Why would buyers do this? To get entrepreneurs to drop their guard.  Nothing builds a temporary relationship faster than offering a premium price for the business. I say “temporary,” because entrepreneurs are not likely to stick around after the sale.

It also gets entrepreneurs and their spouses dreaming about the life they’ll lead after the sale – the houses, boats, and vacations – and planning for what they’ll do once they have a boatload of money. 

More importantly, buyers do this to entice sellers to sign an exclusivity agreement that prevents them from talking with other potential buyers for six months during the due diligence period – which they promise will go quickly.  Entrepreneurs will usually sign on the dotted line, relieved that they are going to get a great price—even if it is ultimately half of what’s offered--and not have to deal with other buyers--which is extremely time consuming.  But that’s the beginning of their downfall.


Once the document is signed, buyers will drag out due diligence for months, while promising that everything should be wrapped up shortly.  If I had a nickel for every time an entrepreneur heard “It’s just a couple weeks more” we could all retire.

And as due diligence gets dragged out, because the buyer tied the selling price to some multiple of EBIDTA, the CEO starts putting off key expenditures that she would otherwise make to keep the business humming along – a key hire or media purchase or training session.


To make matters worse, the buyer starts disrupting the entrepreneur’s rhythms and life through the infamous “emergency meeting.” The evening before an entrepreneur departs for a family vacation or major trade show, the M&A team will call to say that there’s been a problem with the deal and demand that he or she show up for a meeting the next day to straighten things out.

Afraid to derail the deal, the frazzled entrepreneur will cancel plans at the last minute. As a result, both the family and business team will start leaning on the owner to get the deal done.  The pressure will continue to mount.


With the entrepreneur mentally checked out of the business in anticipation of the sale and worn out from missing vacations and the grind of due diligence—and the business suffering from a cutback in critical expenditures to pump up EBITDA—the business unsurprisingly suffers a temporary slump.  It’s all part of the buyer’s game plan.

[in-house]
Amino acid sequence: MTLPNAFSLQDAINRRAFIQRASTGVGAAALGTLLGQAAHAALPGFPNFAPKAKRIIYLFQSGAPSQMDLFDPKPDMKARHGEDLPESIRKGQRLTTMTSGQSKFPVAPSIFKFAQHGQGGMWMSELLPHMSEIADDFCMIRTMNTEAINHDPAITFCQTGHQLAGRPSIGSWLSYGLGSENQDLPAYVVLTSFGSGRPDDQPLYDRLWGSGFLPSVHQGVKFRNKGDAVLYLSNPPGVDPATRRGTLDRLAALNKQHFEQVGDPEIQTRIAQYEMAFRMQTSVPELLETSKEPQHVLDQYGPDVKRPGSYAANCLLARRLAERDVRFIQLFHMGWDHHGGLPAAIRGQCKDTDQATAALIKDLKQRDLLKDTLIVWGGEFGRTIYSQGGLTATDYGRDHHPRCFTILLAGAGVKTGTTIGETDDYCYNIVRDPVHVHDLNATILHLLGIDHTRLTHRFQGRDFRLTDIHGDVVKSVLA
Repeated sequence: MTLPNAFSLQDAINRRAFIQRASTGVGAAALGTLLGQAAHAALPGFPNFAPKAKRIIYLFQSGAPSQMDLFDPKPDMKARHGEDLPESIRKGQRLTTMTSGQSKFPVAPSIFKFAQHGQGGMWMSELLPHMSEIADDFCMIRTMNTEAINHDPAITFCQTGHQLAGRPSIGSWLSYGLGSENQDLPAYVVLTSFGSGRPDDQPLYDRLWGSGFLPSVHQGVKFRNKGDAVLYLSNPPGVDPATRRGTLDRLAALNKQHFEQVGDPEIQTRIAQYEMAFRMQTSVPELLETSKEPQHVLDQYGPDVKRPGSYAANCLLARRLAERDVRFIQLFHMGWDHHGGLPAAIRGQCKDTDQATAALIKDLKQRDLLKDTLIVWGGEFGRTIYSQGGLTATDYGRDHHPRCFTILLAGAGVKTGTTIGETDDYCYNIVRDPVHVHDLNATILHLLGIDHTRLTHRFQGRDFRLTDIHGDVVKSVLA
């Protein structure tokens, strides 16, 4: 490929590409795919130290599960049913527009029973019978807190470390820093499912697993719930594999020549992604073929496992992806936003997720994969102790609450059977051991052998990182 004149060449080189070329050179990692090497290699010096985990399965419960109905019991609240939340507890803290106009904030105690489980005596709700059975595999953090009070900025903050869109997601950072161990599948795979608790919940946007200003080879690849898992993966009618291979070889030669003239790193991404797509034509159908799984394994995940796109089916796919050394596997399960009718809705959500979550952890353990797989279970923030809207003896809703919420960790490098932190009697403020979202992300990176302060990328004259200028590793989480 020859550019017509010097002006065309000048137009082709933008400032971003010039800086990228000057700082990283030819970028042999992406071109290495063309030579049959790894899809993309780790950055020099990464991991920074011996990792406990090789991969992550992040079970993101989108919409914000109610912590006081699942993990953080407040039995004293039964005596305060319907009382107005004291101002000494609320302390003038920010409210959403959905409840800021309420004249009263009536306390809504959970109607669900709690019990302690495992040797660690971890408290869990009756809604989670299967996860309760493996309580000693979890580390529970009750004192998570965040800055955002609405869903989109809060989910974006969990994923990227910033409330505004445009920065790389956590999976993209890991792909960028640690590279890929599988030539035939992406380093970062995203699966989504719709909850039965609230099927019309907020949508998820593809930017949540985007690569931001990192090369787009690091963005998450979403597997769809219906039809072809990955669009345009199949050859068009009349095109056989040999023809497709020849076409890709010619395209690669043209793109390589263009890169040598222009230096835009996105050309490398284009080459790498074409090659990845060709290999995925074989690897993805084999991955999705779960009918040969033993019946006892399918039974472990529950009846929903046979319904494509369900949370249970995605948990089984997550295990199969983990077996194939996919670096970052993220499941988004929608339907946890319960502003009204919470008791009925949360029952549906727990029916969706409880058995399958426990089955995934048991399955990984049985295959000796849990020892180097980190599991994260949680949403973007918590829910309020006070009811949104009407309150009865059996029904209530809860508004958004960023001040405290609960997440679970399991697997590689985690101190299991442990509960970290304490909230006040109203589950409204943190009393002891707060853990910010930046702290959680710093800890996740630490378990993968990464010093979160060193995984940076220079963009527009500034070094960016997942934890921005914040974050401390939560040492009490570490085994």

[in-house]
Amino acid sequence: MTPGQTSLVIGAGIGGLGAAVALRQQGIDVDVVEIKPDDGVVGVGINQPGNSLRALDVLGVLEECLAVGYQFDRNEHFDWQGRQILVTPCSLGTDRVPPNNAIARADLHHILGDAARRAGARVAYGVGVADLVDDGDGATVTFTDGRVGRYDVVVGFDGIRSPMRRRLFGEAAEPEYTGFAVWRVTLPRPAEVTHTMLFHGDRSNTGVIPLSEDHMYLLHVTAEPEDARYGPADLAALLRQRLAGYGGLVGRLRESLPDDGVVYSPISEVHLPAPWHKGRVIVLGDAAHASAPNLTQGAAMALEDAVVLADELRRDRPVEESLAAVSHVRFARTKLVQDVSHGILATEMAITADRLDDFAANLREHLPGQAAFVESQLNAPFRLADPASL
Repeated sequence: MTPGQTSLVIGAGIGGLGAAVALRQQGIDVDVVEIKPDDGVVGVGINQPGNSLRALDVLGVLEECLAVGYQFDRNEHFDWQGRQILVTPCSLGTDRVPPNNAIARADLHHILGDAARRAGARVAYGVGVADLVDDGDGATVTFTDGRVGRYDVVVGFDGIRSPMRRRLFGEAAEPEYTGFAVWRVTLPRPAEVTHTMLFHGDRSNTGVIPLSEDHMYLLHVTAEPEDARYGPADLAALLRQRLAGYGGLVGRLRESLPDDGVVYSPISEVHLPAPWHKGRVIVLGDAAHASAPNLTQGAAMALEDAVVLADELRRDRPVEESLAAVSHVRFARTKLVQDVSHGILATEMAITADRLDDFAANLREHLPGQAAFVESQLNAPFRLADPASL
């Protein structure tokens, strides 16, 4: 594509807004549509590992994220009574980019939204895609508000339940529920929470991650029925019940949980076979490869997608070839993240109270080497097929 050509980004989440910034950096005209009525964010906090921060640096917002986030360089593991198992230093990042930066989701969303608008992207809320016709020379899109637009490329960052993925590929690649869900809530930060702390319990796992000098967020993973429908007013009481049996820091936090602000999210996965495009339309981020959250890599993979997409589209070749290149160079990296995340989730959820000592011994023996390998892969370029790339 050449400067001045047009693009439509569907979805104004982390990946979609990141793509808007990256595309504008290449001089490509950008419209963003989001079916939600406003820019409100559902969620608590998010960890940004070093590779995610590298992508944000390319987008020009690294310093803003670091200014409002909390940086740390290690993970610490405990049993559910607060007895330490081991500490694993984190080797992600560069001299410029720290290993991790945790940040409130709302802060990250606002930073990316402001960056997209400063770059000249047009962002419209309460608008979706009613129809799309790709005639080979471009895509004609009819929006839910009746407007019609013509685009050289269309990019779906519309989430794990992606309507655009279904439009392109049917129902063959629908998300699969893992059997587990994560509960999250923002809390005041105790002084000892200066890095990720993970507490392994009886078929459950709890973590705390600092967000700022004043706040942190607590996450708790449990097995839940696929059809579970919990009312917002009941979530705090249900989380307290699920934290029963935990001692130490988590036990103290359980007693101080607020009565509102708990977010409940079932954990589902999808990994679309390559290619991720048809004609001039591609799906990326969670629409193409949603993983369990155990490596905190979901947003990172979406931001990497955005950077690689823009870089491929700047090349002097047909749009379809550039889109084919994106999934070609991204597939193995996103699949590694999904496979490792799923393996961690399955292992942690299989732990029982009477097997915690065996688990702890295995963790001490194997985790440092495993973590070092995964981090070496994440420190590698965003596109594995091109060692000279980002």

The corporate buyer wants the company’s performance to suffer a little so it can use it as a giant sledgehammer to drive down the price at the 59th minute of the eleventh hour. 

Beat up by the entire process, the entrepreneur will begrudgingly give in to all kinds of last minute demands and concessions affecting the final price of the business. 


So what do you do to avoid this scenario—and still unload your business? First, enlist a good business broker (This is no time for amateur hour) to set up an auction for you. Don’t let a single potential buyer call the shots.  One friend identified 23 strategic buyers, of which 7 came to the table to bid for the business.

As noted, Jim didn’t have this type of conversation with a broker.  He didn’t understand what the offer would be.  However he did get an evaluation and the broker and ABC, ended up being in the same ballpark.  

If a serious prospect wants an exclusivity agreement, limit it to  30 days and require a big deposit—say $250,000—that will be forfeited if the deal isn’t completed in that window.  And have “the box” of materials prepared in advance so you are bulletproof during due diligence.

Last, as best you can, insulate yourself from the transaction. Have your CFO or another trusted executive work with your broker as a go-between with the buyer, so you don’t get distracted from leading your team. Push back against last-minute demands for meetings. You want to be calm and thinking clearly every time you negotiate—and not fresh out of a fight with your spouse about cancelling the family vacation.

Overall, keep your head in the game and keep running the business as if the deal isn’t going to happen up until the moment you cash the final check!!



Aspiring to sell your business?  Click here to download Gazelles White Paper “Begin with the end in Mind: Sell your Business the Right Way which includes a list of key players to have on your team and strategies to help you sell.



 "Once you recognize that the purpose of your life is not to serve your
business, but that the primary purpose of your business is to serve
your life, you can then go to work on our business, rather than in it,
with a full understanding of why it is absolutely necessary for you to
do so."
            -Michael Gerber,  E-Myth Revisited
Rule #1: Never lose Money.   Rule #2: Never forget Rule #1
- Warren Buffett
“Chase the vision not the money. The money will end up following you.”
-   Tony Hsieh, Co-Founder Zappos

Topics: customer service, Strategic Discipline, SELL YOUR BUSINESS, Culture of Discipline